Suddenly the mood changes: lights redden and Mickey Ragos, the longest reigning Mt. Kenya of all time, leaps on to the stage in an astonishing beaded elephant mask from Cameroon and begins to flex his muscles.  He is rapidly joined by two other male dancers in brilliant red feathered headdresses. The audience gasps at first before breaking into loud and spontaneous applause.  Now “plastic Boy” Maina takes over to perform unbelievable contortions while other acrobats and jugglers cavort around him.

The Festival continues through a fantasy of Pan African costumes and fashions, using the hand-woven and hand-printed fabrics of Africa, which are true works of art and worthy of the museum it is hoped will be built to house them.  Jabali Afrika reappear to close the first half of the show with a frenzied dance, during which the costumes flap and swoop around them like large winged birds.

The second half opens with a collection of patchwork by Sheila Murumbi and Alan Donovan of African Heritage, followed by a group of models wearing beautiful hand dyed indigo garments, accented with red, from Phoebe Ayuko.  Erica Boswell, the founder of Jax, contributes a sassy group of printed, beaded, bark-cloth garments and these are followed by a sensational grass gown, worn by top model Catherine Karl, and some more contemporary wear by graphic award winner Makena.

Two Maasai warriors in towering ostrich feather headdresses escort the model PJ on to the stage wearing a spectacular wedding dress of bark-cloth trimmed with porcupine quills. The design team of Sally Macharia and Carol Wahome won the Smirnoff fashion award with this entry.  When not designing clothes, Carol is an avid rally driver and is one of the few women ever to have finished the grueling East African Safari Rally.

Now seven gorgeous Kenyan models reappear in gowns of leather, suede, silk and satin, hand beaded by the Kikuyu, Wakamba and Maasai women of Kenya. They are followed by the dancers Rodido and Diana in an exuberant rendition of the Luo dance, Orutu, before stilt dancer Mohammed Hussein clambers on to the catwalk, only avoiding the banks of spotlights with some difficulty.

For the finale, Mickey Ragos, Justo and Josek Aseko come to the fore in red costumes. Daggers and spears glinting, they stalk into the audience and return to the stage with their prey - enthusiastic guests who join the entire trope that is now assembled..  Jennifer Opondo introduces everyone and the audience launches into the umpteenth standing ovation of the evening.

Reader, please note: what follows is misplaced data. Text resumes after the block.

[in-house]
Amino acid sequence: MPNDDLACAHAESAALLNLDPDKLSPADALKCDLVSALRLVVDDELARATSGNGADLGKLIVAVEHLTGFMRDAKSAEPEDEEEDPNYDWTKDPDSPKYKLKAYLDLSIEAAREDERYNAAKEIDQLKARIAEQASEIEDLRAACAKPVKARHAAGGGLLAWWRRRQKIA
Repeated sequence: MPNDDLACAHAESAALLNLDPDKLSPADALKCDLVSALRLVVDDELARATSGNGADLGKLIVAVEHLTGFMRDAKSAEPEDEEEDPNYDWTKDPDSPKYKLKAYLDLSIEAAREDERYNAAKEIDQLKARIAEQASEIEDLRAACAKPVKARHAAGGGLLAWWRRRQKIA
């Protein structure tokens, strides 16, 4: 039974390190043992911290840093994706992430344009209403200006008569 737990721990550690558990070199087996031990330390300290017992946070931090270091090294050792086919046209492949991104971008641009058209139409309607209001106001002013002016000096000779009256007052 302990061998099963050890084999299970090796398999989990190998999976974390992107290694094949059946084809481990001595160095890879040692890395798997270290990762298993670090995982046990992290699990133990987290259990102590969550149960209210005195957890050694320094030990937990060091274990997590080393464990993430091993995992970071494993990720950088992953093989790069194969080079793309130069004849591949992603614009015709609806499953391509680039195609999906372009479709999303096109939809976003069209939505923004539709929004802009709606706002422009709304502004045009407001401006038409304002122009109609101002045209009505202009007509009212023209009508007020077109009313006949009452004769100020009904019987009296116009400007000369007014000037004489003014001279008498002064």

The shows were, understandably, well attended throughout the tour and besides the live audience who were lucky enough to witness the African Heritage Festival in Leipzip, Frankfurt, Berlin, Hamburg, Munich, Vienna, Baden and Salzburg, many, many more were reached through radio and television shows, newspaper and magazine coverage. 

Although the name African Heritage had long been recognized by the fashion world as being at the vanguard of fabric and jewellery design, and their products are on sale in the finest shops in New York, London and Tokyo, this was not purely a showcase for them, nor just for Kenya.  Many countries around the African continent were represented.  Europe was, at last, being given an insight into just some of the dynamic creativity of African people.  
Quite apart from this, and the obvious, positive impact on the tourist trade, the money raised during the Gala Nights held throughout the tour has been donated to the flying doctor service AMREF, which takes vital medical advice and supplies to the remoter parts of Africa.  The whole exercise was, then, a resounding success and one that Inter-Continental Hotels and Resorts and Forum Hotels were proud to play a part in.